In Love with AdaCamp
It’s been a little over a week of attending AdaCamp today and I know I have made some memories that will never fade away. For those who are wondering what AdaCamp is, let’s begin by talking about the Ada Initiative. In January of 2011, two women Mary Gardiner and Valerie Aurora got together and founded the Ada Initiative which aims to bring women across the world in open technology and culture together. AdaCamp, which is run in the format of an unconference, is one of the most impactful initiatives of this non-profit organization. Over the last years, a couple of successful AdaCamps have proved that this unconference increases the commitment of women towards open technology and culture.
I was introduced to AdaCamp by NH, fellow Wikipedian who also happens to be a person I really admire. I applied to AdaCamp, Portland early this year and unfortunately I could not make it. However, I applied again for the first AdaCamp to be hosted in India and in my own city, Bangalore. No prizes for guessing that I was elated when I made it to the attendees list. The AdaCamp was organized on November 22-23, 2014 and 40+ women attended the event. We were a diverse group of females from all walks of life and touching many corners of the globe.
The Venue: A venue becomes comfortable for participants if it’s at a place that is well known, has good accessibility and is comfortable. The Red Hat office located at the 11th floor of IBC Knowledge Park made a very decent venue. It was well connected and all through the 2 days, I had no issues reaching or leaving the venue. It was a weekend and yet the arrangements were up to the mark. A couple of Red Hat employees had volunteered to support the AdaCamp and their efforts paid well.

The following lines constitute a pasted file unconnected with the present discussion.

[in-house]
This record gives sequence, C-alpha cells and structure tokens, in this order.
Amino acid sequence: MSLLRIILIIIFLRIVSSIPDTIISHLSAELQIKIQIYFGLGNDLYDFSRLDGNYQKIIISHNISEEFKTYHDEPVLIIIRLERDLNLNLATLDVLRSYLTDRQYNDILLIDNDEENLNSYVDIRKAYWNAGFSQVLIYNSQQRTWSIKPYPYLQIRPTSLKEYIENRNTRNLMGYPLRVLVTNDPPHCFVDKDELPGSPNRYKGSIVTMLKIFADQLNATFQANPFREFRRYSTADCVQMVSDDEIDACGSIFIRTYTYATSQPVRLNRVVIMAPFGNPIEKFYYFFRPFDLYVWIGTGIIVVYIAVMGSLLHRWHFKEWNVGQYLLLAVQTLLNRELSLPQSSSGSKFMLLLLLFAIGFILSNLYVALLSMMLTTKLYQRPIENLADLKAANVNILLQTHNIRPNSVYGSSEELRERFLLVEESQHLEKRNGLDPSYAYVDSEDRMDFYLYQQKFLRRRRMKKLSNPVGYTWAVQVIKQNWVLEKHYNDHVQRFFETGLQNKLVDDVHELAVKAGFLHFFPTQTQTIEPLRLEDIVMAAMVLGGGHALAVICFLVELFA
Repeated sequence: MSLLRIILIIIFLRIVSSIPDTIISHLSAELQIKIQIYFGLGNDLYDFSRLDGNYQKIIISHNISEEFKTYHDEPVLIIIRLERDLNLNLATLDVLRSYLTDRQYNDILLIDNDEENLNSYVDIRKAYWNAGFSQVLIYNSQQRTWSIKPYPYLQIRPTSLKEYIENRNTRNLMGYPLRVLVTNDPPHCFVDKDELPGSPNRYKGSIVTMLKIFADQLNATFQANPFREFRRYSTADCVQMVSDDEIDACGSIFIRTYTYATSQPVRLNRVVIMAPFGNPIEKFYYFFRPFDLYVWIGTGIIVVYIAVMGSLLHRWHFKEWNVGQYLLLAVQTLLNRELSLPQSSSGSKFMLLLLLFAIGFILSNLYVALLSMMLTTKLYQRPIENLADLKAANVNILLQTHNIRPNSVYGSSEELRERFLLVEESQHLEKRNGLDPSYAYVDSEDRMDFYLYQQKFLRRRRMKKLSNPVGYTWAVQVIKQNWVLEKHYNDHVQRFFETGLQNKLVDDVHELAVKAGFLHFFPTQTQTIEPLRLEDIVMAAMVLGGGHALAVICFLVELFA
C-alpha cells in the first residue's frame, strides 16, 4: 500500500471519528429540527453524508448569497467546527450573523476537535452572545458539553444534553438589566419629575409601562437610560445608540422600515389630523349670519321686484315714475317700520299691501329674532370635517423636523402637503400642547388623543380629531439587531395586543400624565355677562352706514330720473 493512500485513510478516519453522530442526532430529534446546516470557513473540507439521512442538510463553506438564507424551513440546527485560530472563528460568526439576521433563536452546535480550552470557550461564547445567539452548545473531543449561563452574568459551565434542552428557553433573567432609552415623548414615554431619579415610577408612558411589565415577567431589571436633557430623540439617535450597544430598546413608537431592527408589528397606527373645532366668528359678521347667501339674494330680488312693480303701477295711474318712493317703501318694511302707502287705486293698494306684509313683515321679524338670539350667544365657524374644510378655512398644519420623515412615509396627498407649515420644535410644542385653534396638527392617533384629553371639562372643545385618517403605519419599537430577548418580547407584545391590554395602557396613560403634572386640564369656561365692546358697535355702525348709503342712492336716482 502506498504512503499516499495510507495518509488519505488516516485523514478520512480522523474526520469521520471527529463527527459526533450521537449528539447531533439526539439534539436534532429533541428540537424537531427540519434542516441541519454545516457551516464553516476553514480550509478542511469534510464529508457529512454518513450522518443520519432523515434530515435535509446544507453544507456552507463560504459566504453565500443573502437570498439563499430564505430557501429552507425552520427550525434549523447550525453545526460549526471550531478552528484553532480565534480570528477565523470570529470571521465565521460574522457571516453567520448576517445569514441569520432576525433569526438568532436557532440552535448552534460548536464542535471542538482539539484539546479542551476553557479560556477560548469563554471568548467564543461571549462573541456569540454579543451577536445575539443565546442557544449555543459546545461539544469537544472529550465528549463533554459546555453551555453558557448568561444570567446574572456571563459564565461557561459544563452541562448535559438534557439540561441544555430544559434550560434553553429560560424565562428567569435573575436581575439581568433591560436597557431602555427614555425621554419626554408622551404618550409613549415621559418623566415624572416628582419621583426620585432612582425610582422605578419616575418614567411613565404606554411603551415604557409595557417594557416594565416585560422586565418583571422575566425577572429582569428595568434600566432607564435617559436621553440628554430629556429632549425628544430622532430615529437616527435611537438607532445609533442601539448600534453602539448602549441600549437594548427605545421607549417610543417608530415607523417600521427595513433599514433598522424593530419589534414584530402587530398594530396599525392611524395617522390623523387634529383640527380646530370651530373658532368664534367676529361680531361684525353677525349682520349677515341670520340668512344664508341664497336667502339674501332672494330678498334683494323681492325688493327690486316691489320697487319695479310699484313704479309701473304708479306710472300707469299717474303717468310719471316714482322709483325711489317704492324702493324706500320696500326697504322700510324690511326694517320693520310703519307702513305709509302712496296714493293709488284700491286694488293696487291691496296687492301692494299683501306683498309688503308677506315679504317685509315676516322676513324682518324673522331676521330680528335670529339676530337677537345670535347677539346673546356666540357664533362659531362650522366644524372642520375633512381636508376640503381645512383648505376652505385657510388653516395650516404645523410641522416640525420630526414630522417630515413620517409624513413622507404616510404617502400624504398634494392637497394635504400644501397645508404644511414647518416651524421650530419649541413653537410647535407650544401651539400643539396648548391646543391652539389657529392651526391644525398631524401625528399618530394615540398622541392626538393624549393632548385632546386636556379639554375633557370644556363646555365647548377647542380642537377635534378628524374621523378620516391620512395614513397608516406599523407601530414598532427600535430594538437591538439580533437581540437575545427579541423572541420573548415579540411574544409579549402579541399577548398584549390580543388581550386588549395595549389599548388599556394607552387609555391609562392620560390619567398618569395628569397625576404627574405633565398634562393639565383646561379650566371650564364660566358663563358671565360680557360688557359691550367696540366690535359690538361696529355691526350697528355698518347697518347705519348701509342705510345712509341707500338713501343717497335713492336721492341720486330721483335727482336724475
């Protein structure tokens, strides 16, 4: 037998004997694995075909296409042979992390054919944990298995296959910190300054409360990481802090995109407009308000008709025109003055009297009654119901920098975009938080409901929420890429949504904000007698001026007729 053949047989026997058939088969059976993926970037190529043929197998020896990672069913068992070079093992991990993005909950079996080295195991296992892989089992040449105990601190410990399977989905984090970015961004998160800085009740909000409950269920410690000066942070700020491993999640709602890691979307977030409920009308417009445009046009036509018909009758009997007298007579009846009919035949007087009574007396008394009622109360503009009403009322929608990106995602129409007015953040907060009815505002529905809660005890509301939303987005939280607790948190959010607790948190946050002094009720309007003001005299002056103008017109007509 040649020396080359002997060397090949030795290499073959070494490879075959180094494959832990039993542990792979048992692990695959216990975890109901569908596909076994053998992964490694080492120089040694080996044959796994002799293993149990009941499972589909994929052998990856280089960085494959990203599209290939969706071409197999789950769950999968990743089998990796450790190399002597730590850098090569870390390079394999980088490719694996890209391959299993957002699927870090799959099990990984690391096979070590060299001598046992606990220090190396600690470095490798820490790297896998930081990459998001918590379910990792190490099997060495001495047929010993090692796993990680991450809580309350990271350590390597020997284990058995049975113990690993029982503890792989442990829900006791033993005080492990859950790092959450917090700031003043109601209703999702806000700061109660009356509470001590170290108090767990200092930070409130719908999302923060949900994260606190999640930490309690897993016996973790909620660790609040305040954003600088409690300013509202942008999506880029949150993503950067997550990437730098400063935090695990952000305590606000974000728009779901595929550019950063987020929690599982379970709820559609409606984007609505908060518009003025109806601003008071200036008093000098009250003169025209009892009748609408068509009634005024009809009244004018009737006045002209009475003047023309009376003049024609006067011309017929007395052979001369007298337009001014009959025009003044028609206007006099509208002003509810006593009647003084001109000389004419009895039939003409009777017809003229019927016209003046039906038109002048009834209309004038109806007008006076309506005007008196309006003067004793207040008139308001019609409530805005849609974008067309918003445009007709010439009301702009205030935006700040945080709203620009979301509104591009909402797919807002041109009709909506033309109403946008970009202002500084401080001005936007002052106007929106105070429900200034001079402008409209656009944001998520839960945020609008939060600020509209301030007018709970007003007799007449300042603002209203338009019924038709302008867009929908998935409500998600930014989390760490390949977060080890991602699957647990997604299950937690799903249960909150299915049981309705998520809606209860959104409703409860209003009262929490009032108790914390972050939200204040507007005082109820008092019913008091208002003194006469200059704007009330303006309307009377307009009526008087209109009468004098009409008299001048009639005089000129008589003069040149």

An Unconference in the right sense: It’s a format where you decide what you want to talk and discuss about. It is a place where there are rules that you do not expect and no rules where you expect the most. As an example our lanyards (red, yellow and green) indicated whether we are comfortable getting clicked or not. A red indicated no pictures, a yellow indicated ask and click and a green meant go ahead and click. I have never seen such a rule but what also surprised me was the fact that I could step out of a session if I don’t find it helpful without worrying about the facilitator feeling offended. This was something that I was never exposed to. If I signed up for a session and I don’t quite get what is being spoken of, I would have stayed in a usual format but not this one.